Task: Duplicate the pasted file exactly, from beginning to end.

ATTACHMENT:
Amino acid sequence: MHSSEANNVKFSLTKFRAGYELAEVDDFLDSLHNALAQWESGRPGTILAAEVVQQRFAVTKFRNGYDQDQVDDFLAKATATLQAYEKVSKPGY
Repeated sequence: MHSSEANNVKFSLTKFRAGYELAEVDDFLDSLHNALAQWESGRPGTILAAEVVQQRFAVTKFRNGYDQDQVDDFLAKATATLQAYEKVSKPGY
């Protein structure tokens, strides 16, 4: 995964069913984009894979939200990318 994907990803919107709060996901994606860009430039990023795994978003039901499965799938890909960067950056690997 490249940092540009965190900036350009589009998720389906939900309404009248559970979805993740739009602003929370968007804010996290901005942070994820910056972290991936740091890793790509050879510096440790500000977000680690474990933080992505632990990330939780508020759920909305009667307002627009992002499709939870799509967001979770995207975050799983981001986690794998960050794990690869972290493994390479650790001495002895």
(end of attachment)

Amino acid sequence: MHSSEANNVKFSLTKFRAGYELAEVDDFLDSLHNALAQWESGRPGTILAAEVVQQRFAVTKFRNGYDQDQVDDFLAKATATLQAYEKVSKPGY
Repeated sequence: MHSSEANNVKFSLTKFRAGYELAEVDDFLDSLHNALAQWESGRPGTILAAEVVQQRFAVTKFRNGYDQDQVDDFLAKATATLQAYEKVSKPGY
């Protein structure tokens, strides 16, 4: 995964069913984009894979939200990318 994907990803919107709060996901994606860009430039990023795994978003039901499965799938890909960067950056690997 490249940092540009965190900036350009589009998720389906939900309404009248559970979805993740739009602003929370968007804010996290901005942070994820910056972290991936740091890793790509050879510096440790500000977000680690474990933080992505632990990330939780508020759920909305009667307002627009992002499709939870799509967001979770995207975050799983981001986690794998960050794990690869972290493994390479650790001495002895």